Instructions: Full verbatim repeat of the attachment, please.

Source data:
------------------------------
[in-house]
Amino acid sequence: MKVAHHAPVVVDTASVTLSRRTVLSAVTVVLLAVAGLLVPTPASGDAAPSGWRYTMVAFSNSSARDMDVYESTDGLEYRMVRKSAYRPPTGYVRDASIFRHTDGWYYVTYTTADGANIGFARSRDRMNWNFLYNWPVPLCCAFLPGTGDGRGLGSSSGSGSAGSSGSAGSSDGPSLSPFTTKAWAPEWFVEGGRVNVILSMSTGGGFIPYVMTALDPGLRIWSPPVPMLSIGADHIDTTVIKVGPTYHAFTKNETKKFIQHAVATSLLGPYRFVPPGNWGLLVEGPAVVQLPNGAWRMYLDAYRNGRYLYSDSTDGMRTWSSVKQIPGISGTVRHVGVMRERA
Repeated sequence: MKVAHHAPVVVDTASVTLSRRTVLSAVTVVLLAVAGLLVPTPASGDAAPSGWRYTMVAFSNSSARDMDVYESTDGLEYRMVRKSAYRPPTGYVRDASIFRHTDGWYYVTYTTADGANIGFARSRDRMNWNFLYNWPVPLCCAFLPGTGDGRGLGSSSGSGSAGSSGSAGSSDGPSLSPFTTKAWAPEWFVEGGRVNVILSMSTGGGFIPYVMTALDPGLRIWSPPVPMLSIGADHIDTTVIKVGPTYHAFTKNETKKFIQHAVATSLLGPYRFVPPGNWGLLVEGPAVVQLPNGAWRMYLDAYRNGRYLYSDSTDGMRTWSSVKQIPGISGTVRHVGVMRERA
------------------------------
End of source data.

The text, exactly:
[in-house]
Amino acid sequence: MKVAHHAPVVVDTASVTLSRRTVLSAVTVVLLAVAGLLVPTPASGDAAPSGWRYTMVAFSNSSARDMDVYESTDGLEYRMVRKSAYRPPTGYVRDASIFRHTDGWYYVTYTTADGANIGFARSRDRMNWNFLYNWPVPLCCAFLPGTGDGRGLGSSSGSGSAGSSGSAGSSDGPSLSPFTTKAWAPEWFVEGGRVNVILSMSTGGGFIPYVMTALDPGLRIWSPPVPMLSIGADHIDTTVIKVGPTYHAFTKNETKKFIQHAVATSLLGPYRFVPPGNWGLLVEGPAVVQLPNGAWRMYLDAYRNGRYLYSDSTDGMRTWSSVKQIPGISGTVRHVGVMRERA
Repeated sequence: MKVAHHAPVVVDTASVTLSRRTVLSAVTVVLLAVAGLLVPTPASGDAAPSGWRYTMVAFSNSSARDMDVYESTDGLEYRMVRKSAYRPPTGYVRDASIFRHTDGWYYVTYTTADGANIGFARSRDRMNWNFLYNWPVPLCCAFLPGTGDGRGLGSSSGSGSAGSSGSAGSSDGPSLSPFTTKAWAPEWFVEGGRVNVILSMSTGGGFIPYVMTALDPGLRIWSPPVPMLSIGADHIDTTVIKVGPTYHAFTKNETKKFIQHAVATSLLGPYRFVPPGNWGLLVEGPAVVQLPNGAWRMYLDAYRNGRYLYSDSTDGMRTWSSVKQIPGISGTVRHVGVMRERA